This week’s article involves about another command line utility however before mentioning the utility I will skim a few particles off the surface of SQL Server storage.
Without going too deep on SQL Server storage, a number of excellent articles have been written on SQL Server storage. Event more information can be obtained by reading the articles or white papers indicated by the below links. Moreover, the SQL Server Books Online (which can be accessed on the web or downloaded and installed on your development/test machine) is another excellent resource for anyone using the SQL Server RDBMS.
- SQL Server 2000 I/O Basics - Published: January 21, 2005
- SQL Server I/O Basics, Chapter 2 - Published: July 19, 2006
Pages and Extents
The basic on-disk storage unit in SQL Server is a page. Each database page is numbered starting from zero and incrementing by one for each FILEGROUP. The page size is 8KB and is filled with system information (see Understanding Pages and Extents link below) and the actual user data. Only the data files (.MDF or .NDF) store data in pages; the log file (.LDF) stores data as sequential log records.
SQL Server reads from data files in extents. An extent is a set of 8 contiguous pages; thus the size of an extent is 64KB.
Note: It is recommended that data files are stored on aligned partitions formatted using an allocation units of 64KB. For more details please refer to the below articles:
- Disk Alignment Best Practices for SQL Server
- Pre-deployment I/O Best Practices (SQL Server Best Practices Article)
- Physical Database Storage Design
This implies that if the data required by a retrieval operation is physically located within the same extent or in contiguous extents, the database engine will require less reads from disk resulting in quicker data retrieval. It is important that a DBA bears in mind that there are other factors that lead to better system performance (such as page caching) besides this. Please refer to the below articles for further information.
So what does a command-line utility have to do with this?
You can set the allocation unit when formatting the partition (using the FORMAT command or the GUI). But what if you want to check the allocation unit for an already existing environment? This is where FSUTIL comes in.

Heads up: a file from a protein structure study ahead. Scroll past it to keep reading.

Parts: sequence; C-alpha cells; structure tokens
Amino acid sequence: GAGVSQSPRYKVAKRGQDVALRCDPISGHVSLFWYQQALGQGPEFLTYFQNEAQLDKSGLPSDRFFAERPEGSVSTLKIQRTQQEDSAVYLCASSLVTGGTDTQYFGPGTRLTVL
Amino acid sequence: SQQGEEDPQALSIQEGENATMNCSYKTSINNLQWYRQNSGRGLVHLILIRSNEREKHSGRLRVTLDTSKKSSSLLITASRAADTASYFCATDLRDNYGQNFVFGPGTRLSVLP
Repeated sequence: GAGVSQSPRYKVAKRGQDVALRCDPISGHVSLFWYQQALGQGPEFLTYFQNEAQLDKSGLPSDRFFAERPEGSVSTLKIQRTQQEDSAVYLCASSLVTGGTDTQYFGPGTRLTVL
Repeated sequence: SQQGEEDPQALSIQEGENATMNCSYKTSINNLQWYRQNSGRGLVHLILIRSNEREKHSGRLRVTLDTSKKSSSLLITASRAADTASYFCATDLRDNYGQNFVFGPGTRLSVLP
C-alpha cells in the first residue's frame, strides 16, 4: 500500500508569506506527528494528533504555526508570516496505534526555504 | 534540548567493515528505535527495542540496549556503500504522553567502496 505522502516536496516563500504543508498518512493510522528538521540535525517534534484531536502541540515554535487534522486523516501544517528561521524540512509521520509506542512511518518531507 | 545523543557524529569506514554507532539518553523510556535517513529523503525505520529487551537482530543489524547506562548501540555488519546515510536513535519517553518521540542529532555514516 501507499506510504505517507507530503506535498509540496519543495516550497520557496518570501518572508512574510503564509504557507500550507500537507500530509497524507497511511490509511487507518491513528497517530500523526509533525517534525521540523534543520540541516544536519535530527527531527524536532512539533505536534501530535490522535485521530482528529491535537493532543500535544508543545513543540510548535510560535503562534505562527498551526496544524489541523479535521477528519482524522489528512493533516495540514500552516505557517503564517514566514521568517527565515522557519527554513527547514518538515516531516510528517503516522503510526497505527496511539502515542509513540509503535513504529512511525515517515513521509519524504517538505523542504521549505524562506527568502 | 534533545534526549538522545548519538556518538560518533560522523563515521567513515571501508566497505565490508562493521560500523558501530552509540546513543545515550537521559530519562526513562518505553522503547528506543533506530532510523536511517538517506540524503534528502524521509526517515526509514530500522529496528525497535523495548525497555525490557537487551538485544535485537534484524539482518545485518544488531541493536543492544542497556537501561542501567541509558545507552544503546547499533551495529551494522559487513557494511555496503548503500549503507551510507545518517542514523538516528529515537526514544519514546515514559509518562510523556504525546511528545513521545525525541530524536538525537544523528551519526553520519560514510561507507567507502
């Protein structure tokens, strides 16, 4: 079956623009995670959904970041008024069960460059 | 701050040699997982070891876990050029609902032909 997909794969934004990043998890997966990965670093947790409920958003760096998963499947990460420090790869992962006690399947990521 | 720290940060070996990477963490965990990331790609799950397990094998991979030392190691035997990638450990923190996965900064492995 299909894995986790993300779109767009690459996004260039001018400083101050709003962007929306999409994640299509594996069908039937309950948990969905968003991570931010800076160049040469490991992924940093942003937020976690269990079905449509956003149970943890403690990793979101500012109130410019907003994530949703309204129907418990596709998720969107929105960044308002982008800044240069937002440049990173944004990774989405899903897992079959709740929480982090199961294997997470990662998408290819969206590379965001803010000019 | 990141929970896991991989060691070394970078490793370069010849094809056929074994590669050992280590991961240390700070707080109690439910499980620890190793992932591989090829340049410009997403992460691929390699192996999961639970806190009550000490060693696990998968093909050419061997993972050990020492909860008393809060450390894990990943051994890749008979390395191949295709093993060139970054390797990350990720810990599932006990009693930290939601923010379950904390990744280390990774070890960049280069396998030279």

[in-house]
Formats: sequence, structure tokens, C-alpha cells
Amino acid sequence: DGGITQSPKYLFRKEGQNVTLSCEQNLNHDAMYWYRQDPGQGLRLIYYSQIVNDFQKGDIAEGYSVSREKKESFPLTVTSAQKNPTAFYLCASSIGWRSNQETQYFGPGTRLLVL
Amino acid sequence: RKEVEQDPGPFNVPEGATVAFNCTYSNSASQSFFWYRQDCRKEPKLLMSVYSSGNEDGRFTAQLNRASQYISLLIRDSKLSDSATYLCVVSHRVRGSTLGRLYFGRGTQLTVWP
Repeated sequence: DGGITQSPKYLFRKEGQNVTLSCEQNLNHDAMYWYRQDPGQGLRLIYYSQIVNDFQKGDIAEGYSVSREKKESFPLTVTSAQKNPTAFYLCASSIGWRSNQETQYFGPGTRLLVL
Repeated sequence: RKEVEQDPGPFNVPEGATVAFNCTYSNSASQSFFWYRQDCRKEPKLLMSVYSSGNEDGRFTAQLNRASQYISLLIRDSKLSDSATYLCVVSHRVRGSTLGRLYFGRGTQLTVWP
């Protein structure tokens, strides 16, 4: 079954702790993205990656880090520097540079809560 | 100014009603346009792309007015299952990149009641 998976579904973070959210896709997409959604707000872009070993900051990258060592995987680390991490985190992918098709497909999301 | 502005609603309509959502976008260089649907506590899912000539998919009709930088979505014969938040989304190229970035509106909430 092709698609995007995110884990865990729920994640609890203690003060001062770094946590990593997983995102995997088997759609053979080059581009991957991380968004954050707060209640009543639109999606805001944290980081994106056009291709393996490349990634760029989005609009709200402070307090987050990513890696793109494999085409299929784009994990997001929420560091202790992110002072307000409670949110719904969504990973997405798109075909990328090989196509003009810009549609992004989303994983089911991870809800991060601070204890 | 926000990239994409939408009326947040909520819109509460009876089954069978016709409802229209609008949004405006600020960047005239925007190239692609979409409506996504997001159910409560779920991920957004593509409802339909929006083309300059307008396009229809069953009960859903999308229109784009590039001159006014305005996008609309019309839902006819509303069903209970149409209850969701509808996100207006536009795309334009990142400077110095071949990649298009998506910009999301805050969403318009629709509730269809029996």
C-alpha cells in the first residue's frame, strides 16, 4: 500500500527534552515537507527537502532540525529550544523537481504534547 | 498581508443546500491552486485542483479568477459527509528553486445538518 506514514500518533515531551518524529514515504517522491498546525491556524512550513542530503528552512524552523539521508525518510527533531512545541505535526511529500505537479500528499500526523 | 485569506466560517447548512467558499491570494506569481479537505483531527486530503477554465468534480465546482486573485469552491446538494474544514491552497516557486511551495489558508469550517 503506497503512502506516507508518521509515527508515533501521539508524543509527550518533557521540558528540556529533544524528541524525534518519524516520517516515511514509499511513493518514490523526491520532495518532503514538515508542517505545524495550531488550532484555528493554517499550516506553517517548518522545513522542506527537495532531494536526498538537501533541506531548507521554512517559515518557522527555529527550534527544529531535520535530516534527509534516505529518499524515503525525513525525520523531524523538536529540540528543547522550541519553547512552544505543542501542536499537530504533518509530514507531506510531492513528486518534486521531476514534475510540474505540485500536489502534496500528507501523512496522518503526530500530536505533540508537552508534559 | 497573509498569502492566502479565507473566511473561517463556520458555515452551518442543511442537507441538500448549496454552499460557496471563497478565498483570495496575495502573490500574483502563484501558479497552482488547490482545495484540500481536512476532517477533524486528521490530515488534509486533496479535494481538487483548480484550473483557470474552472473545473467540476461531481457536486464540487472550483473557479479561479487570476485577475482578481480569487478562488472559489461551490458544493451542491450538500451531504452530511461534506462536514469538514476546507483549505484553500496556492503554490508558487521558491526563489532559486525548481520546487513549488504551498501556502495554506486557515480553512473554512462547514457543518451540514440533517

The FSUTIL utility is present in Windows XP, 2003, 7 and 2008. This Windows XP documentation for FSUTIL gives more than enough information about the functionality. As explained, a practical use is to use this utility to discover the allocation unit set. Running the below in a command prompt window will give the results beneath.
fsutil fsinfo ntfsinfo D:
NOTE: “D:” is the drive being checked
NTFS Volume Serial Number : 0x825cb4f65cb4e5d7 Version : 3.1 Number Sectors : 0x0000000017bd13d7 Total Clusters : 0x0000000002f7a27a Free Clusters : 0x00000000009b639b Total Reserved : 0x0000000000000580 Bytes Per Sector : 512 Bytes Per Cluster : 4096 Bytes Per FileRecord Segment : 1024 Clusters Per FileRecord Segment : 0 Mft Valid Data Length : 0x0000000006eb8000 Mft Start Lcn : 0x00000000000c0000 Mft2 Start Lcn : 0x00000000017bd13d Mft Zone Start : 0x00000000000c6ea0 Mft Zone End : 0x0000000000190740
The value of the Bytes Per Cluster will show the allocation unit that was set when formatting the partition. Unfortunately should you need to change the allocation unit in order to, say set it to 64KB, the only way of doing this is to re-format the partition. So unless you have a maintenance window coming up your environment will require a downtime period to modify this. One metheod to reduce this downtime is to prepare an identical storage partition, stop the SQL Server service and migrate all the database files to this new partition. As a final step all you’d have to do is switch the partition letters. Of course not everyone might have the luxury of having extra hardware available to carry out this operation. Something that makes this easier to implement is if the server is virtualised. Once released the allocated storage space can then be reused for other virtual machines.
I hope you find this article interesting and that it gave you better insight into the topic presented. Feel free to drop me a line if you need further information.